From Russia to Iran, and from Pacific trade to nuclear proliferation to climate change, President-elect Donald Trump’s nominees to lead his government this week staked out sharply different positions than those taken by candidate Trump.
Many of the disagreements covered the signature issues the New York businessman rode to the White House, and seemed to leave in doubt whether Trump will govern as a populist outsider or adopt more traditional Republican Party policies.
“It is highly unusual for Cabinet nominees to express their disagreements with their president or president-elect so openly and fully,” said Larry Sabato, director of the Center for Politics at the University of Virginia.
On Russia, for example, nominees for the State Department, Defense Department and the Central Intelligence Agency took a tougher approach than the president-elect, who tweeted January 7, “Only ‘stupid’ people, or fools, would think that it [relations with Russia] is bad.”
But Trump’s choice for secretary of defense Thursday named Russia as one of the nation’s three most important adversaries.
“I think it [the United States] is under the biggest attack since World War II,” said retired Marine General James Mattis, testifying before the Senate Armed Services Committee.
WATCH: Mattis, Pompeo Tough on Russia
“It [Russia] has invaded the Ukraine, including the taking of Crimea, and supported Syrian forces that brutally violate the laws of war,” Rex Tillerson told the Senate Foreign Relations Committee.
The nominee to be secretary of state, however, refused to accuse Russian President Vladimir Putin of war crimes despite sharp questions from Senator Marco Rubio, a Republican from Florida.
Trump praised Putin during the campaign and afterward as a strong leader.
“I always knew he was very smart,” Trump tweeted about the Russian president, after Putin decided not to respond to the Obama administration’s decision to expel Russian diplomats for the country’s election-year hacking. Putin was similarly upbeat on Trump, saying his success in business showed that he is a “clever man” who will quickly understand his new responsibilities as president.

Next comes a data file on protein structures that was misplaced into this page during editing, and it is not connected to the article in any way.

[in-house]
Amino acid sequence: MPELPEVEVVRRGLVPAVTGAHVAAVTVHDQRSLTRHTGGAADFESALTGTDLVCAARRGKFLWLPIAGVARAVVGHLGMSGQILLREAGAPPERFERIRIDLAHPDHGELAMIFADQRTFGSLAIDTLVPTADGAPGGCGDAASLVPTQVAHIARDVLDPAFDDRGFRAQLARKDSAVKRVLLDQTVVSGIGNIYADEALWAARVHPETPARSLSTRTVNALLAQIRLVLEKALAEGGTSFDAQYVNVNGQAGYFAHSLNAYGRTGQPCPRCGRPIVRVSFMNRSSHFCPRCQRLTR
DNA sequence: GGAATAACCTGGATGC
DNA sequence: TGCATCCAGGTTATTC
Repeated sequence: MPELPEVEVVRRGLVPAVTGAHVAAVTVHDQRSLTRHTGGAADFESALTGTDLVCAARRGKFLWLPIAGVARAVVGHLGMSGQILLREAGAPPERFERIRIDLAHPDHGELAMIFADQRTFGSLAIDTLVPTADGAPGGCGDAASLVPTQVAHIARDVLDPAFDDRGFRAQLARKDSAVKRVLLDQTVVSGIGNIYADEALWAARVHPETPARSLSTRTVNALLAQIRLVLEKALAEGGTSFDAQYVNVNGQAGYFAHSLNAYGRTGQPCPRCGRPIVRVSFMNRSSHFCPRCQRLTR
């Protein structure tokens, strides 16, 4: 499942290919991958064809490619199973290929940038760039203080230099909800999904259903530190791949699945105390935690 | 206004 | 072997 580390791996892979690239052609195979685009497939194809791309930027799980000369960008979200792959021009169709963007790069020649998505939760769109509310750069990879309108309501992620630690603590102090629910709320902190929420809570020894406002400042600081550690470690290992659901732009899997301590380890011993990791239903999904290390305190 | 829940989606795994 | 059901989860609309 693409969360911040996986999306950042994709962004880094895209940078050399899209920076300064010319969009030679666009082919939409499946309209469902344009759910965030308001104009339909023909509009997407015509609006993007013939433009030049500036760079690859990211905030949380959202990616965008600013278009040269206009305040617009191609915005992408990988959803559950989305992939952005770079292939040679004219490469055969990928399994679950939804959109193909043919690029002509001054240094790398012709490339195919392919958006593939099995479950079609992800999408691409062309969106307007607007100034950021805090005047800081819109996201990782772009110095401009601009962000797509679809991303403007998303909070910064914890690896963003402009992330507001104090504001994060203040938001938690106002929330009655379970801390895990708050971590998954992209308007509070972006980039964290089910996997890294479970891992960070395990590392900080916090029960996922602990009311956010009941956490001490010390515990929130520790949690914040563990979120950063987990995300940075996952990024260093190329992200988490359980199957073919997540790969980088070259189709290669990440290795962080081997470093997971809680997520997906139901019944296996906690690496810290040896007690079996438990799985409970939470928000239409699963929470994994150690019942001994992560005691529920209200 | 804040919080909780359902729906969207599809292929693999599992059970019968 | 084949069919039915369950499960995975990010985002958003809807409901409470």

The president-elect sharply criticized U.S. intelligence agencies who accused Russia of interfering with the presidential campaign, favoring Trump over Democratic candidate Hillary Clinton.
Yet the nominee to lead the Central Intelligence Agency contradicted the stance Trump took for months.
WATCH: Pompeo Discusses the Russian Hacking Report
“It is pretty clear about what took place here, about Russian involvement in efforts to hack information and to have an impact on American democracy,” testified Republican Representative Mike Pompeo, the CIA director-designate. “I am very clear-eyed about what that intelligence report says and I have every expectation we can continue to develop the facts.”
The week of open disagreement with the future boss left some political analysts puzzled.
“Clearly, they have been given permission by Trump or his transition team to do so,” Sabato said. “One can only speculate about why this is happening.”